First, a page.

Bill Mazer, a legendary Buffalo-area broadcaster for almost 20 years and the man credited with creating the format of sports talk show radio, died on Wednesday in Danbury, Conn. He was 92.
Mazer spent more than 60 years in the broadcasting business, but he first made a name for himself in the Buffalo market. Mazer started working here around 1946, as he was recommended for a job here by legendary announcer Marty Glickman. Mazer later became the voice of the Buffalo Bisons (baseball and hockey) for several years, and was a sports anchor at Ch. 2. Veteran announcer and Kenmore native Don Criqui cited Mazer’s work with local college basketball as a major influence on his work. Mazer eventually was inducted into the Buffalo Baseball Hall of Fame and Buffalo Broadcasters Hall of Fame.
“No one made a bigger impact on sports broadcasting in his era than he did,” said former Buffalo broadcaster Pete Weber, now the announcer for the Nashville Predators. “There was Van Miller, Stan Barron and Ralph Hubbell, but he was the pervasive voice at the time.”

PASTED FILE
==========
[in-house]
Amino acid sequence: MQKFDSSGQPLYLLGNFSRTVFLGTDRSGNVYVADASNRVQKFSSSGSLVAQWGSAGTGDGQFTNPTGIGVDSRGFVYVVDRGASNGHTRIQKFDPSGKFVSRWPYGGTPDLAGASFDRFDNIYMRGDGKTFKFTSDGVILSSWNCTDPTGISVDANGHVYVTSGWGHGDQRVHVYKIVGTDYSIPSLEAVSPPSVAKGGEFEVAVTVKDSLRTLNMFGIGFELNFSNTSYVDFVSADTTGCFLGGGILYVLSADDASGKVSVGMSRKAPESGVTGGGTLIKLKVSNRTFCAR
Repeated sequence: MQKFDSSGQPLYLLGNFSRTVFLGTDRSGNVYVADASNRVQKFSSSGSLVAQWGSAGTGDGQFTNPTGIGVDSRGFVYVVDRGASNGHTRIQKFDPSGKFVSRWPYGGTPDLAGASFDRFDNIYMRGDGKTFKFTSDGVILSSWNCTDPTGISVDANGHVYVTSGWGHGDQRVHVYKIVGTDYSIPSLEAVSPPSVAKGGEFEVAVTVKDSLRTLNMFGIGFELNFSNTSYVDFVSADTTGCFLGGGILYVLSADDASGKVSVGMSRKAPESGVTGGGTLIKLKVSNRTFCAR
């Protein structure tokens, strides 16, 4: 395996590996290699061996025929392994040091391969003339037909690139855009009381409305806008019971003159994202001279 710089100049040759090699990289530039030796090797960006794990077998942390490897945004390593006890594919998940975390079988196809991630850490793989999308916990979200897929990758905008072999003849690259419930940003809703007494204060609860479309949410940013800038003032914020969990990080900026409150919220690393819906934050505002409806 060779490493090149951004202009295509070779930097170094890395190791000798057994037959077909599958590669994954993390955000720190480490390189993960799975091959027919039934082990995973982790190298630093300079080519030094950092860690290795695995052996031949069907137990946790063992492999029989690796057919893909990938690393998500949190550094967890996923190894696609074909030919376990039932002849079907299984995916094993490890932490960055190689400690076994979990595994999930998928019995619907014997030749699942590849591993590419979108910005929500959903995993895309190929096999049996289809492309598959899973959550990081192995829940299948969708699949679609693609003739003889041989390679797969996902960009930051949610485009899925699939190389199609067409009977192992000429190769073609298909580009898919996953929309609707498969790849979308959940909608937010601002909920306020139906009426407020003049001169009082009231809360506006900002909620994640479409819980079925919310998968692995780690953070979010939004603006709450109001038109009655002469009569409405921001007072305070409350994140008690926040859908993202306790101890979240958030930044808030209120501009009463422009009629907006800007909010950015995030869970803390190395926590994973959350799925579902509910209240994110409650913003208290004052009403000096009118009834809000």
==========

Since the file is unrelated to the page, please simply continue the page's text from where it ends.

Mazer left Buffalo for a position with WNBC in New York City, as the station was unveiling a then-unique talk format. He quickly developed a reputation for having encyclopedic sports knowledge.
After leaving WNBC, the Ukrainian-born Mazer served a color commentator for CBS’ coverage of the National Hockey League, and then served as a sports anchor and announcer for several New York City teams. Later Mazer had a morning radio show for 10 years, interviewing guests in and out of the sports world.